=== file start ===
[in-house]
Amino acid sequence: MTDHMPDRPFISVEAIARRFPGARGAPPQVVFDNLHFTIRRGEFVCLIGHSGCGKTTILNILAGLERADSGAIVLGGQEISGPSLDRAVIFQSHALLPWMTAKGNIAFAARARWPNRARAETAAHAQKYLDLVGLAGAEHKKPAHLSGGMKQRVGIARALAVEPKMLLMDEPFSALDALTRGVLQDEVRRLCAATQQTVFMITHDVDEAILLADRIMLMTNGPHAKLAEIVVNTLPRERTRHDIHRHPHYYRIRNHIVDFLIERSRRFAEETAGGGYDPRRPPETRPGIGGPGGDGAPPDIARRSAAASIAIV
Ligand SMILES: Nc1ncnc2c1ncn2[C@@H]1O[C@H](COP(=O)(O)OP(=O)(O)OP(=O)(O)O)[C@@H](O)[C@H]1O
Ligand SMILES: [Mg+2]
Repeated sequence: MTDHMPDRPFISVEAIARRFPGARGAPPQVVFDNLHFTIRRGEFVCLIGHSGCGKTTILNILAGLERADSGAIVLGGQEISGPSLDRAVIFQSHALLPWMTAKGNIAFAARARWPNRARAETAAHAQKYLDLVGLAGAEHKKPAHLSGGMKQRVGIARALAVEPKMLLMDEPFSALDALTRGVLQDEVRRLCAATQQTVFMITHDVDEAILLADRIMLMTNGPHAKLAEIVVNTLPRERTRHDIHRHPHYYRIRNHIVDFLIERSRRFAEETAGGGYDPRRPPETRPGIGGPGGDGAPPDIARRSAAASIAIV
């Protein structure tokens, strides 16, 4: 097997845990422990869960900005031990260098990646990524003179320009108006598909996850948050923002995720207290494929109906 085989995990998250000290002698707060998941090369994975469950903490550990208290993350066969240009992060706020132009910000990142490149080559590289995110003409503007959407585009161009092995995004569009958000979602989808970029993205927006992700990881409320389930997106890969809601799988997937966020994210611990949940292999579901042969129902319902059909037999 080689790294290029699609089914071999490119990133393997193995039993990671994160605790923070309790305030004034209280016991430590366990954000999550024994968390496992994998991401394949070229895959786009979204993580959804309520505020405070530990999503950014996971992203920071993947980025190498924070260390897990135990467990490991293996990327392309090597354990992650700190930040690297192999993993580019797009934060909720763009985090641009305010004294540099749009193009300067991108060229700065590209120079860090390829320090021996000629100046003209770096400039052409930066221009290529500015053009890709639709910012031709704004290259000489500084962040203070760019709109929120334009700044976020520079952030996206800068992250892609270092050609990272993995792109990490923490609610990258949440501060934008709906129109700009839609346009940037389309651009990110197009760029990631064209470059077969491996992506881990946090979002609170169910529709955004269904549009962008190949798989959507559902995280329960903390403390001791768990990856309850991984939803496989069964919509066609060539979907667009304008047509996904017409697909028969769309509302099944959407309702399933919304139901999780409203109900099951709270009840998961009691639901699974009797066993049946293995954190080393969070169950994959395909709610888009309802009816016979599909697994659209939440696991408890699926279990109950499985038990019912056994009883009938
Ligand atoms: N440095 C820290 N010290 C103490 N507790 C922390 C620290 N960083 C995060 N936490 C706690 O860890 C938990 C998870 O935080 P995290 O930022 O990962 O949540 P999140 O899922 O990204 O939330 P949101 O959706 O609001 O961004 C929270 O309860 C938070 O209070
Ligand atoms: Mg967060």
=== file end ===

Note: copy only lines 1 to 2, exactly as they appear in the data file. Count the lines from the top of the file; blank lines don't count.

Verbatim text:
[in-house]
Amino acid sequence: MTDHMPDRPFISVEAIARRFPGARGAPPQVVFDNLHFTIRRGEFVCLIGHSGCGKTTILNILAGLERADSGAIVLGGQEISGPSLDRAVIFQSHALLPWMTAKGNIAFAARARWPNRARAETAAHAQKYLDLVGLAGAEHKKPAHLSGGMKQRVGIARALAVEPKMLLMDEPFSALDALTRGVLQDEVRRLCAATQQTVFMITHDVDEAILLADRIMLMTNGPHAKLAEIVVNTLPRERTRHDIHRHPHYYRIRNHIVDFLIERSRRFAEETAGGGYDPRRPPETRPGIGGPGGDGAPPDIARRSAAASIAIV